One 87-year-old man I met had experienced the full extent of these injustices. He has fled from his home four times in his life: first when he was 15 years old, second with his current wife, third with his children, and this time with his grandchildren. He tells me they are not safe back in Myanmar. They cannot pray in a mosque. The military has burned their houses and killed their family members and friends. He started to cry when telling me how hard the military had beaten his back. I promised him that the world would know about his story and the story of his people.
Next, I met 18-year-old Hamida, who had been in the camp for four months with her sister. While they were in Myanmar, she survived a military raid by fleeing to the neighboring jungle. Their entire village was burned. Her husband had been shot in the chest and died on the spot. The military had raped many girls right in front of her. Her only child and her parents also died of illness back in Myanmar. And when she arrived to the Kutupalong camp, her brother-in-law was supporting her but there wasn’t enough food for her and her sister’s eight children. We had to explain to her that due to the heavy influx of people, the congested camp had a big demand for supplies. She didn’t want to go back to her life in Myanmar. She came here to save herself.
Most refugees have walked for days to seek safety in Bangladesh. Others had to use makeshift rafts to arrive in the country. They are exhausted, traumatized, starving, thirsty, and many have bullet wounds. Some say they have not eaten since fleeing their villages and have been surviving on rain or groundwater. I met one such refugee, a woman named Salama Hatu, on one of my stops as well. A translator helped me find out that she had fallen and broke her hip on her way to the camp. Her journey was tough. She arrived in Bangladesh after 15 days traveling on foot through the jungle with her children. They found some houses on the way where they received food, but sometimes, they would starve. I also found out that, her husband died from an illness one year ago, and due to her injury, she is unable to adequately support her children in the camp. She eventually wants to be able to send her children, ages 11, 9, and 5, to school for an education and she also hopes to go for medical treatment to fully recover.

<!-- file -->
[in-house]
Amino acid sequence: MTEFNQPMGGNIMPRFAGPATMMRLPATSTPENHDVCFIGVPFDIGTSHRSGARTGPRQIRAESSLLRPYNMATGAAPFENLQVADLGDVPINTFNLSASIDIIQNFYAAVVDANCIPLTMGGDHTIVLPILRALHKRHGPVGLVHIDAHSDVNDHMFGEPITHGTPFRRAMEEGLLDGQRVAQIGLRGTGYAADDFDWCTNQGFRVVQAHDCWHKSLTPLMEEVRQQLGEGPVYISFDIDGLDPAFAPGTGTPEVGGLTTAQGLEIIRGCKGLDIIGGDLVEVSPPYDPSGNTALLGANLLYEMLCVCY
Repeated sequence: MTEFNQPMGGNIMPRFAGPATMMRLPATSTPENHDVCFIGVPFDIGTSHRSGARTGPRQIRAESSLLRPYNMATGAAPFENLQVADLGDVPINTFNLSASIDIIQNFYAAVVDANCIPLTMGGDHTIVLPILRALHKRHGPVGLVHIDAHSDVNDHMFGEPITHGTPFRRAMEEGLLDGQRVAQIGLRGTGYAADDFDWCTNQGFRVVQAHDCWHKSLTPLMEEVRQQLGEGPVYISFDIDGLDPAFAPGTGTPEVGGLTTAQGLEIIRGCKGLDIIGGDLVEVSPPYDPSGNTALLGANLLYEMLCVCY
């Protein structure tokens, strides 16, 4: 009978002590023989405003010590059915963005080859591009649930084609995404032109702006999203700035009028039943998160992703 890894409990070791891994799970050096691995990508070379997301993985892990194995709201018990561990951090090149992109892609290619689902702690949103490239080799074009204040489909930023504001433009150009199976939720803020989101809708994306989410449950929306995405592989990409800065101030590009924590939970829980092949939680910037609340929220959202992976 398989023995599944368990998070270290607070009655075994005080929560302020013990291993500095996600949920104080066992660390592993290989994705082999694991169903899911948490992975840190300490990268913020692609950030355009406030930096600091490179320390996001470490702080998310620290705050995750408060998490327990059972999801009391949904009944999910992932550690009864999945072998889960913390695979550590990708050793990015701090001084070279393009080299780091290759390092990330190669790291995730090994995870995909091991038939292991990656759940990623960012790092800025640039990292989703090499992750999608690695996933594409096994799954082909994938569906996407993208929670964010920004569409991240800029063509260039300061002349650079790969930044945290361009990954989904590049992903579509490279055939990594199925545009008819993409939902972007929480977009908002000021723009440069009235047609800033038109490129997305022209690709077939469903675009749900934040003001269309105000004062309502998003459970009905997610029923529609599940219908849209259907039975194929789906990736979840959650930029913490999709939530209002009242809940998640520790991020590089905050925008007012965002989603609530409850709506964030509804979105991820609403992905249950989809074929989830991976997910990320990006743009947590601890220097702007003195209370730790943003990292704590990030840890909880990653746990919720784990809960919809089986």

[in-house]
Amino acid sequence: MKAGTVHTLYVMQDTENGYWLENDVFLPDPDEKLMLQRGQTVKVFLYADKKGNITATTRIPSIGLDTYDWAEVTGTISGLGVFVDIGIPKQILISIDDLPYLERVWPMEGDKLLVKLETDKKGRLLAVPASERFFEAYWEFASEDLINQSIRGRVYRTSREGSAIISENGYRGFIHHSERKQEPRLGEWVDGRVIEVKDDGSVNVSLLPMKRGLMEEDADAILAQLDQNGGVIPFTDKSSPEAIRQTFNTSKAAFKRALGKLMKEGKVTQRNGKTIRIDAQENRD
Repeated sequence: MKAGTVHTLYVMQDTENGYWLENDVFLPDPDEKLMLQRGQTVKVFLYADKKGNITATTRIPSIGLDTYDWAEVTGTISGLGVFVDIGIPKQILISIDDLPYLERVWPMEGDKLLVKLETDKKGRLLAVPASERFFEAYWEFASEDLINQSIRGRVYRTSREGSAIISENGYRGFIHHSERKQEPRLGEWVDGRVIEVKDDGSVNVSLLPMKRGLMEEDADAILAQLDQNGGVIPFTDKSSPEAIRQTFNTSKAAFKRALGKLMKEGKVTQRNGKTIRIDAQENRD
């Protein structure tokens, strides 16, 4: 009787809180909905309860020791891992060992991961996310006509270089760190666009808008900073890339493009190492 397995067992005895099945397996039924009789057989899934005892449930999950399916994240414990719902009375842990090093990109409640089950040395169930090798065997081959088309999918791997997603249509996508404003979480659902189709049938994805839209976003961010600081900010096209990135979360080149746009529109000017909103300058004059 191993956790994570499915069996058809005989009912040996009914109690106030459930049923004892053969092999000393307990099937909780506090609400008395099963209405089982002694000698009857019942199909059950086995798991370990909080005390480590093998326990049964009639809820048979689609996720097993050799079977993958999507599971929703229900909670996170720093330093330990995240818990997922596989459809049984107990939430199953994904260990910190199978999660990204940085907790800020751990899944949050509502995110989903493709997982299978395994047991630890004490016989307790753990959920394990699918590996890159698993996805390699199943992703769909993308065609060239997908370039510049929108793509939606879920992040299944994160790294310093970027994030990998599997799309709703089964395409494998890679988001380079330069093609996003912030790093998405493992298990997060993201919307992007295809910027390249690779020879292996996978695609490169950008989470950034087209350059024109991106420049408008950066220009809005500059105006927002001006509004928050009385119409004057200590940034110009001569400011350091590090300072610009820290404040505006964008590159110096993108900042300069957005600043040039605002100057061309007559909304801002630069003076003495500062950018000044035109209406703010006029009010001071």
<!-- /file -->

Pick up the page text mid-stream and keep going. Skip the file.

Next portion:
The Rohingya emergency is said to be the world’s fastest growing refugee crisis. I found the child-headed families—children who have lost both their parents and have become primary caregivers to their younger sibling—the most heart breaking of all to see. But some children do hold on to their hope for a better life. I met three beautiful and surprisingly positive children who lost both their parents and had to flee on their own with a distant uncle and his family. They live in their own tent. The youngest is just three years old. How could I not condemn those who leave children in this horrible situation? They are in desperate need of basic necessities, but mostly they are children who need their mothers and fathers who can never return to them.
I could not call myself human if I didn’t do something to help. I condemn the exploitation and murder of the Rohingya people in Myanmar. I call for peace, tolerance and understanding among communities. I call for their rights as Rohingya people and as human beings. Right now, the best that we can do is help send aid to these vulnerable people. The UNHCR is working relentlessly to provide them with shelter, food, water, medicine, sanitation, and most importantly protection. Having seen their work first-hand, I can say that it is remarkable. And I look forward to the day when these families can return home with their basic rights intact.